Papo & Yo developer announces new experimental game, CaliWritten by: / / 5 Comments
Say what you will about the gameplay density of the PlayStation 3-exclusive puzzle game, Papo & Yo, but Minority Media and creative director Vander Caballero were able to craft a rich and emotionally engaging game that told an incredibly heartfelt tale about the relationship between a father and son, and the tragic consequences of alcoholism on a family, all told through basic interactions between a boy and a friendly, but ultimately cruel monster.
- 2012′s Papo & Yo
In a Game Developers Conference panel this week, Caballero has announced the team’s next game, Cali, which according to reports will deal with the subject of a human falling in love with an artificially intelligent avatar.
The game seems to have been financed by the Canada Media Fund, which has contributed $676, 282 towards the project, described on the fund’s official website thus:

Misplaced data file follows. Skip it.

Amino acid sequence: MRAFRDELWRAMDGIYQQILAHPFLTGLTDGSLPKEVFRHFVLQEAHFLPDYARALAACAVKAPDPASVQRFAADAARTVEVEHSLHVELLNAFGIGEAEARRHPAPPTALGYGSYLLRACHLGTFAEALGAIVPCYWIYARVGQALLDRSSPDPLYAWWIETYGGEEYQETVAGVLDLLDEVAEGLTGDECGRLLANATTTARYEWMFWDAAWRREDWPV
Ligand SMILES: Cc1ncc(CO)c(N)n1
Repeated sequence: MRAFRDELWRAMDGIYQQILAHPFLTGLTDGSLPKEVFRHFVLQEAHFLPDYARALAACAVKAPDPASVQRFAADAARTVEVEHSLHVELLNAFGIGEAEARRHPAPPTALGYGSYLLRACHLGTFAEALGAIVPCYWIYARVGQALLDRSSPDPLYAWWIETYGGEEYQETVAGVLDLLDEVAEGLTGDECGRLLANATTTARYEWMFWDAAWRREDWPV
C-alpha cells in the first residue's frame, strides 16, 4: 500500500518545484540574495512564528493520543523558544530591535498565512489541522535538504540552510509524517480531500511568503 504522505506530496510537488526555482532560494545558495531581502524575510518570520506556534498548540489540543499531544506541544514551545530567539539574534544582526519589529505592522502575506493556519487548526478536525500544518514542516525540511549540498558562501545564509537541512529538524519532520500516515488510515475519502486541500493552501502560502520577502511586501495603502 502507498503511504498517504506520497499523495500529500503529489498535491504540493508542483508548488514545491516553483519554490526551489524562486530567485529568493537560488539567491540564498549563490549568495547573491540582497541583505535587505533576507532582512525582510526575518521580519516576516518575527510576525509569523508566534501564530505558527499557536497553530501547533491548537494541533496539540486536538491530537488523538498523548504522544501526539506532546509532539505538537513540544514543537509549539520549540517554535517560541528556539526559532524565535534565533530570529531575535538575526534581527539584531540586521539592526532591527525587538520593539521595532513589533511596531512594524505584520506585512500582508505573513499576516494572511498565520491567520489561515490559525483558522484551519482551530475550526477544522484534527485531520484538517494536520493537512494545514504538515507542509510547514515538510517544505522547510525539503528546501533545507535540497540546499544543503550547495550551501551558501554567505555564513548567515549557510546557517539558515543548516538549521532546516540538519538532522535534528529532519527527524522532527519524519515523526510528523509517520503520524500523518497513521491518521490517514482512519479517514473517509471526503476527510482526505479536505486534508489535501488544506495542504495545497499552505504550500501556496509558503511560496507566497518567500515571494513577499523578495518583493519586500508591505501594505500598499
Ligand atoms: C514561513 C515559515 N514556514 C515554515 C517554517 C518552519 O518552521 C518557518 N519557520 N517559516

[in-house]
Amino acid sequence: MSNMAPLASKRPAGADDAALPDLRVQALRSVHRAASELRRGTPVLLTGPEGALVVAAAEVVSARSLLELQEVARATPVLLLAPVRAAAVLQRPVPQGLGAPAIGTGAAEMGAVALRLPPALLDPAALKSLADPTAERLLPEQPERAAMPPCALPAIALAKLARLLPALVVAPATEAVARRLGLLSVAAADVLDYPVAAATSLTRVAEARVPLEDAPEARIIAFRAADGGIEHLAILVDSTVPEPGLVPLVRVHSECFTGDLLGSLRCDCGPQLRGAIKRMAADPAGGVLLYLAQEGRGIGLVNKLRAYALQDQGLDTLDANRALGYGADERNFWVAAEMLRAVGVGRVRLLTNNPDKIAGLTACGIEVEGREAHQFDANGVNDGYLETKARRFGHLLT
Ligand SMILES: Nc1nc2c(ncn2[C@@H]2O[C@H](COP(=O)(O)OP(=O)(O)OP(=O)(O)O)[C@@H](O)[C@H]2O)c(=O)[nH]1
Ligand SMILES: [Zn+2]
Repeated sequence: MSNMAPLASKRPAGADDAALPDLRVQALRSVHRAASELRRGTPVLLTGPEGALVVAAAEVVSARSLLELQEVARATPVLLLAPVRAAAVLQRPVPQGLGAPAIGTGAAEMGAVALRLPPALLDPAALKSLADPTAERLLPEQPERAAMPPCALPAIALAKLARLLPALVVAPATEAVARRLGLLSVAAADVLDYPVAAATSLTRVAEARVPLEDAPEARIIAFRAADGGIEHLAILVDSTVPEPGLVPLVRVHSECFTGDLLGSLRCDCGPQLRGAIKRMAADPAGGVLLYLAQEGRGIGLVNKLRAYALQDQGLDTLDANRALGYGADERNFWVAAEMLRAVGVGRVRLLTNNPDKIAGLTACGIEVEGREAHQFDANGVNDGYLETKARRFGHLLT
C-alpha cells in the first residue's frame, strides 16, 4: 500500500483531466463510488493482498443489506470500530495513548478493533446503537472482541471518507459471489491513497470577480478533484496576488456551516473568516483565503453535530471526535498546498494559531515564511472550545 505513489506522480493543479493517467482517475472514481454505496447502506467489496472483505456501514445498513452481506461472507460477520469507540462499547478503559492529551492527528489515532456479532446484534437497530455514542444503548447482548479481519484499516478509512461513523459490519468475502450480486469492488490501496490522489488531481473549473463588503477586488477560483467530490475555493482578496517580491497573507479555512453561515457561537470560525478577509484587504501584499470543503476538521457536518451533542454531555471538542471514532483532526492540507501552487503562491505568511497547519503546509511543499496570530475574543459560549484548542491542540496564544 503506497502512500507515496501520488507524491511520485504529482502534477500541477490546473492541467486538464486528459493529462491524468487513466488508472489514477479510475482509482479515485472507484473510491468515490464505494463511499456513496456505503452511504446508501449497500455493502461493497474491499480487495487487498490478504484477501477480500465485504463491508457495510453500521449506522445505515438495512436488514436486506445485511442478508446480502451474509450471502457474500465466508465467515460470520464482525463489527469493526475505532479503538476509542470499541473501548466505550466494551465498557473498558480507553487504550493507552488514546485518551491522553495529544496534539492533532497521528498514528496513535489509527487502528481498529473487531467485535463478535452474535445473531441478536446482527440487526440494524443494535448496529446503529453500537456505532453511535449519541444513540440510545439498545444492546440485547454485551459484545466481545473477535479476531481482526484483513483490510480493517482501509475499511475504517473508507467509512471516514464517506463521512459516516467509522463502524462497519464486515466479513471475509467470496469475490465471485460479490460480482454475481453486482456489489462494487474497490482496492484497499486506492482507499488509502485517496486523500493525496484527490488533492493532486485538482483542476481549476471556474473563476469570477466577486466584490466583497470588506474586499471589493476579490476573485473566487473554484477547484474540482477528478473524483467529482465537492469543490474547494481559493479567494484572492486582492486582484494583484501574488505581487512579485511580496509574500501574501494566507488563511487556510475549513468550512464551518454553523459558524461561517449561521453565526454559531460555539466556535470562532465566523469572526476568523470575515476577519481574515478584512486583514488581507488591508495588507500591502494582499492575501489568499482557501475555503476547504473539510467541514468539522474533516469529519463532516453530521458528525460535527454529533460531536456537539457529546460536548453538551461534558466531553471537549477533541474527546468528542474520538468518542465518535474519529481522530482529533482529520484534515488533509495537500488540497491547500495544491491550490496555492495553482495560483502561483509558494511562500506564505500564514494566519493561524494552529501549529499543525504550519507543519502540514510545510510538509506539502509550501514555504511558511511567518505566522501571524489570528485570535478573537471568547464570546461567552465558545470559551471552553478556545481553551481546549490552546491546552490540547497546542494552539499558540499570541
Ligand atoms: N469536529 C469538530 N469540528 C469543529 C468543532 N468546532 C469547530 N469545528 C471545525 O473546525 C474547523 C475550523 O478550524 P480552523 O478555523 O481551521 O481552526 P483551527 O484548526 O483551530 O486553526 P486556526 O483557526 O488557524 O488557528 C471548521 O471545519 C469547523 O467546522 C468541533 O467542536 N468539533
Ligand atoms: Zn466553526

“Set in an advanced civilization long before the Conquistadors arrived in the Amazon, Cali is an adventure game developed for iOS, Android and the Cloud. It tells the story of Massi, a teenager caught up with his peers for the Sacred Rite, a centuries-old tradition that sends the strongest adolescent boys to the Second Sun.
“In a tragic mix of circumstances, Massi is separated from the group. As Massi, players will navigate to the Second Sun with the help of Cali, a beautiful and mysterious creature called a pixan, with features of both a majestic butterfly and shy human girl. And while Cali is the secret to Massi’s future success, there is a deadly reason why she cannot, or will not, help.”
Cali is classed in the ‘experimental’ category on the Canada Media Fund website and seems to continue Minority Media’s push towards the ever-growing ‘empathy’ genre of games, as seen in titles like ‘Papers, Please’ and ‘Cart Life.’
If you want to get a few clues about the kinds of methods that Minority Media might use in Cali to make the game as powerful as its previous project, read El33tonline’s review of Papo & Yo over here, written by John Tidwell.
What did you think of Papo & Yo? Was it a case of style over substance or did you enjoy the tale told in the game?